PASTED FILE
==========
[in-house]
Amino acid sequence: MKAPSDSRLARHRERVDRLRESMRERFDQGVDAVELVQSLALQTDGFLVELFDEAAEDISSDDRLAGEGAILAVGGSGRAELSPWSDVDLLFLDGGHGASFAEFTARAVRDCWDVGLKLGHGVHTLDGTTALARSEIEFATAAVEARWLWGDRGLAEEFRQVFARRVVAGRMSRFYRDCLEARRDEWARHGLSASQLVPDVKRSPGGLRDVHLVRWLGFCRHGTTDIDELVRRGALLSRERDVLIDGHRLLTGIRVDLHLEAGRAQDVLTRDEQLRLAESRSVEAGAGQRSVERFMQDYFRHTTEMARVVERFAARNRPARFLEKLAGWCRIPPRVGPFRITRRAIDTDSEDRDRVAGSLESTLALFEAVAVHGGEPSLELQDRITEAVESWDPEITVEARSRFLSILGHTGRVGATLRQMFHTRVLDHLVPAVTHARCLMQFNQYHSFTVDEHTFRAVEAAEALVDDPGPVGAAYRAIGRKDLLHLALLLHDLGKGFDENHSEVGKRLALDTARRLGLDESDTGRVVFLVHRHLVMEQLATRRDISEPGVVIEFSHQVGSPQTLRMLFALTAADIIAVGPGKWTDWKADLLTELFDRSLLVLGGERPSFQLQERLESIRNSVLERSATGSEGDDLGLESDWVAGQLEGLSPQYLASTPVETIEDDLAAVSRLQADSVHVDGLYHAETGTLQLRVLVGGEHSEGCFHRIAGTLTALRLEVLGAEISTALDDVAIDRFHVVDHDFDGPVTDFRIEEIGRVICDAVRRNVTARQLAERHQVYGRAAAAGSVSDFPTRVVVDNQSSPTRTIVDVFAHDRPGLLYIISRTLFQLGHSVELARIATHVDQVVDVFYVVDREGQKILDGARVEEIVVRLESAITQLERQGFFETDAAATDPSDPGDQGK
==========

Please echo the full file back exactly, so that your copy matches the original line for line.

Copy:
[in-house]
Amino acid sequence: MKAPSDSRLARHRERVDRLRESMRERFDQGVDAVELVQSLALQTDGFLVELFDEAAEDISSDDRLAGEGAILAVGGSGRAELSPWSDVDLLFLDGGHGASFAEFTARAVRDCWDVGLKLGHGVHTLDGTTALARSEIEFATAAVEARWLWGDRGLAEEFRQVFARRVVAGRMSRFYRDCLEARRDEWARHGLSASQLVPDVKRSPGGLRDVHLVRWLGFCRHGTTDIDELVRRGALLSRERDVLIDGHRLLTGIRVDLHLEAGRAQDVLTRDEQLRLAESRSVEAGAGQRSVERFMQDYFRHTTEMARVVERFAARNRPARFLEKLAGWCRIPPRVGPFRITRRAIDTDSEDRDRVAGSLESTLALFEAVAVHGGEPSLELQDRITEAVESWDPEITVEARSRFLSILGHTGRVGATLRQMFHTRVLDHLVPAVTHARCLMQFNQYHSFTVDEHTFRAVEAAEALVDDPGPVGAAYRAIGRKDLLHLALLLHDLGKGFDENHSEVGKRLALDTARRLGLDESDTGRVVFLVHRHLVMEQLATRRDISEPGVVIEFSHQVGSPQTLRMLFALTAADIIAVGPGKWTDWKADLLTELFDRSLLVLGGERPSFQLQERLESIRNSVLERSATGSEGDDLGLESDWVAGQLEGLSPQYLASTPVETIEDDLAAVSRLQADSVHVDGLYHAETGTLQLRVLVGGEHSEGCFHRIAGTLTALRLEVLGAEISTALDDVAIDRFHVVDHDFDGPVTDFRIEEIGRVICDAVRRNVTARQLAERHQVYGRAAAAGSVSDFPTRVVVDNQSSPTRTIVDVFAHDRPGLLYIISRTLFQLGHSVELARIATHVDQVVDVFYVVDREGQKILDGARVEEIVVRLESAITQLERQGFFETDAAATDPSDPGDQGK